(Image: Tom Red/Private Media)

If I were to resign and that set a new standard, there wouldn’t be much need for an attorney-general anyway because there would be no rule of law left to protect in this country.

Christian Porter

Christian Porter, in strongly denying allegations of a 1988 rape, is the last figure in this government who can seriously rely on the rule of law in his defence. His actions as attorney-general have trashed it.

Porter’s actions in his vexatious prosecution of Witness K and Bernard Collaery — a prosecution motivated by a desire to punish those who revealed the Howard government’s shameful spying on Timor-Leste to help political donor Woodside — have been a complete abrogation of the rule of law. Porter has sought to keep the prosecution secret, in blatant disregard for the fundamental rule of law tenet of transparency, with the aim of covering up the actions of John Howard, Alexander Downer and DFAT and ASIS officials.

Porter has a penchant for secret trials: he oversaw the secret prosecution and imprisonment of another former intelligence officer, now to be the subject of an investigation by the Independent National Security Legislation Monitor.

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Porter and his lawyers have also repeatedly intervened in the prosecution of Collaery to delay and drag out the case, leading to three separate judges criticising the conduct of the Commonwealth, the most recent in February.

His conduct as attorney-general in this case has made a total farce of the concept of the Commonwealth as “model litigant”, which includes “dealing with claims promptly and not causing unnecessary delay in the handling of claims and litigation”.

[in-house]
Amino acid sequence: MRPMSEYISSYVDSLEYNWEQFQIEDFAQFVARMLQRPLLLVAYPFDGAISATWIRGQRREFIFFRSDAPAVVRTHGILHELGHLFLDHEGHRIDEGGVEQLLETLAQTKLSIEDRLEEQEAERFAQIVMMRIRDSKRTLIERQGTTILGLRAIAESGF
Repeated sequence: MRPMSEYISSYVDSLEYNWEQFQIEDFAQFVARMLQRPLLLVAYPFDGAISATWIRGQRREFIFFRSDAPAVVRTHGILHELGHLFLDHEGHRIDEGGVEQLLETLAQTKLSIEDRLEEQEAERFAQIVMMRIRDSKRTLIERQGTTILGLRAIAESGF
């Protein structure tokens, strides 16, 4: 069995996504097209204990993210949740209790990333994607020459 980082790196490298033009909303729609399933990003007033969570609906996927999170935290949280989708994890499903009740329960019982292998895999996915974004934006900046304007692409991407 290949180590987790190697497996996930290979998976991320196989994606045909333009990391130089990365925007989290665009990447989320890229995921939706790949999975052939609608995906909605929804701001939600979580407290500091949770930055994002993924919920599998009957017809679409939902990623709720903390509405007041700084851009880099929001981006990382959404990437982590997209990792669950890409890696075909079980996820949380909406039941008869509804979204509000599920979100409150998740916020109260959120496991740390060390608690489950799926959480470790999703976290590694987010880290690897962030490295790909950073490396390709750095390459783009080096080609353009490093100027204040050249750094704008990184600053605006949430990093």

Christian Porter as attorney-general is explicitly responsible for the Commonwealth conducting itself as a model litigant, and he has abrogated that responsibility in the prosecution of Bernard Collaery.

Porter has also repeatedly and extensively engaged in the stacking of an important court, the Administrative Appeals Tribunal, with political affiliates and party mates, far beyond the level of partisan appointments by previous governments of both sides to that body. So great was the stacking that a 2019 review commissioned by the government itself criticised the large number of appointments by people with no legal background. The stacking has continued since then.

Porter also designed the Morrison government’s ridiculous anti-corruption body, which would allow crooked ministers to control how they were investigated and, crucially, would treat some public servants — law enforcement officials like Australian Federal Police staff — completely differently to other public servants and, especially, ministerial staff and ministers themselves, in complete disregard for the tenet of equality before the law.

Does Porter even understand the basic idea of the rule of law? Yesterday he claimed any inquiry “would be the first time in Australian history that a public figure or anyone effectively is put on trial in circumstances where they would be required to disprove something that didn’t happen 33 years ago”.

A number of commentators, and some sympathetic press gallery journalists, have parroted this claim.

But it is a clear misrepresentation of how any inquiry would be conducted, and perhaps a pre-emptive attempt to discredit any such inquiry, when very likely it would be conducted by an eminent legal figure, carried out in private, with legal representation, procedural fairness and a focus on testing the allegations, rather than placing any onus on Porter to “disprove” anything.

But of course Porter is a lawyer — the first law officer in the land, no less — and thus knows that perfectly well. It is absurd to think Porter did not deliberately misrepresent the idea of an inquiry. The first law officer lying about the law isn’t consistent with the rule of law, either.

Porter’s record as attorney-general is one of trashing the rule of law in order to look after the interests of the Liberal Party and of the government. The biggest threat to the continuation of the rule of law in Australia isn’t an inquiry into allegations against Porter — it’s Porter’s own conduct that has given the green light to secret trials, partisan prosecutions, rank nepotism, stacked courts and failed integrity bodies.